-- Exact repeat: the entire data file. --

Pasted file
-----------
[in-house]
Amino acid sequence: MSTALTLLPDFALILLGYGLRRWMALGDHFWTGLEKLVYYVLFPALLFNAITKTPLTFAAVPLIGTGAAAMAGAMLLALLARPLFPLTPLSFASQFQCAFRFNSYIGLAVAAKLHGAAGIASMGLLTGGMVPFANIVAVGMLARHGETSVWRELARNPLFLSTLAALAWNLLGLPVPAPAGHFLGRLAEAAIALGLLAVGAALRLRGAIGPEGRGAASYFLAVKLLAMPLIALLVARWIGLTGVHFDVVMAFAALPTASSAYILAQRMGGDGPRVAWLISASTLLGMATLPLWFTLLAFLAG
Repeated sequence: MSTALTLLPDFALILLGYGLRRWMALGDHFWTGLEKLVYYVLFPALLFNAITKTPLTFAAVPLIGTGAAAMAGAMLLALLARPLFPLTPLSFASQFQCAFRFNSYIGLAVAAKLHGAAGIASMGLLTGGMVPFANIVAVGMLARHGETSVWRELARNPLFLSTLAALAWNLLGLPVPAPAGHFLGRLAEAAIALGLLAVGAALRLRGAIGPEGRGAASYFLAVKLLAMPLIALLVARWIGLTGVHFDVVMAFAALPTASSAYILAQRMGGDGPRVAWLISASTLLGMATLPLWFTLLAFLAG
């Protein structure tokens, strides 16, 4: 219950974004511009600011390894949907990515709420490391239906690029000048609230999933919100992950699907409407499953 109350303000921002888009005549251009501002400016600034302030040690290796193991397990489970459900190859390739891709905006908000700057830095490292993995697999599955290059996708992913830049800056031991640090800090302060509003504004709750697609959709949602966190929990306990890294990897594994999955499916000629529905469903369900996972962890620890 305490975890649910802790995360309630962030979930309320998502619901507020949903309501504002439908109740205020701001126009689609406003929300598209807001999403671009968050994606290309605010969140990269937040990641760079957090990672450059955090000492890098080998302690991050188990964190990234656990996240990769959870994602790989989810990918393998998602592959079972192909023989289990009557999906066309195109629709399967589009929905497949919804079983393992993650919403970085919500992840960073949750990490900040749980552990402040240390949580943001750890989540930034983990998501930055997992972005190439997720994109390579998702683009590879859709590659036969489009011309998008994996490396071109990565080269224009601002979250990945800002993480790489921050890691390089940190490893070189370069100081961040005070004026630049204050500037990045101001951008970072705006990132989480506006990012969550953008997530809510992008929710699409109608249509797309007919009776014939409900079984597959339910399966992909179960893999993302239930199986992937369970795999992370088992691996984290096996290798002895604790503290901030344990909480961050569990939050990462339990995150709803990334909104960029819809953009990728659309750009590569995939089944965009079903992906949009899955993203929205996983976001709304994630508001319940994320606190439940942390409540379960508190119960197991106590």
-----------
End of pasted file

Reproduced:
[in-house]
Amino acid sequence: MSTALTLLPDFALILLGYGLRRWMALGDHFWTGLEKLVYYVLFPALLFNAITKTPLTFAAVPLIGTGAAAMAGAMLLALLARPLFPLTPLSFASQFQCAFRFNSYIGLAVAAKLHGAAGIASMGLLTGGMVPFANIVAVGMLARHGETSVWRELARNPLFLSTLAALAWNLLGLPVPAPAGHFLGRLAEAAIALGLLAVGAALRLRGAIGPEGRGAASYFLAVKLLAMPLIALLVARWIGLTGVHFDVVMAFAALPTASSAYILAQRMGGDGPRVAWLISASTLLGMATLPLWFTLLAFLAG
Repeated sequence: MSTALTLLPDFALILLGYGLRRWMALGDHFWTGLEKLVYYVLFPALLFNAITKTPLTFAAVPLIGTGAAAMAGAMLLALLARPLFPLTPLSFASQFQCAFRFNSYIGLAVAAKLHGAAGIASMGLLTGGMVPFANIVAVGMLARHGETSVWRELARNPLFLSTLAALAWNLLGLPVPAPAGHFLGRLAEAAIALGLLAVGAALRLRGAIGPEGRGAASYFLAVKLLAMPLIALLVARWIGLTGVHFDVVMAFAALPTASSAYILAQRMGGDGPRVAWLISASTLLGMATLPLWFTLLAFLAG
């Protein structure tokens, strides 16, 4: 219950974004511009600011390894949907990515709420490391239906690029000048609230999933919100992950699907409407499953 109350303000921002888009005549251009501002400016600034302030040690290796193991397990489970459900190859390739891709905006908000700057830095490292993995697999599955290059996708992913830049800056031991640090800090302060509003504004709750697609959709949602966190929990306990890294990897594994999955499916000629529905469903369900996972962890620890 305490975890649910802790995360309630962030979930309320998502619901507020949903309501504002439908109740205020701001126009689609406003929300598209807001999403671009968050994606290309605010969140990269937040990641760079957090990672450059955090000492890098080998302690991050188990964190990234656990996240990769959870994602790989989810990918393998998602592959079972192909023989289990009557999906066309195109629709399967589009929905497949919804079983393992993650919403970085919500992840960073949750990490900040749980552990402040240390949580943001750890989540930034983990998501930055997992972005190439997720994109390579998702683009590879859709590659036969489009011309998008994996490396071109990565080269224009601002979250990945800002993480790489921050890691390089940190490893070189370069100081961040005070004026630049204050500037990045101001951008970072705006990132989480506006990012969550953008997530809510992008929710699409109608249509797309007919009776014939409900079984597959339910399966992909179960893999993302239930199986992937369970795999992370088992691996984290096996290798002895604790503290901030344990909480961050569990939050990462339990995150709803990334909104960029819809953009990728659309750009590569995939089944965009079903992906949009899955993203929205996983976001709304994630508001319940994320606190439940942390409540379960508190119960197991106590």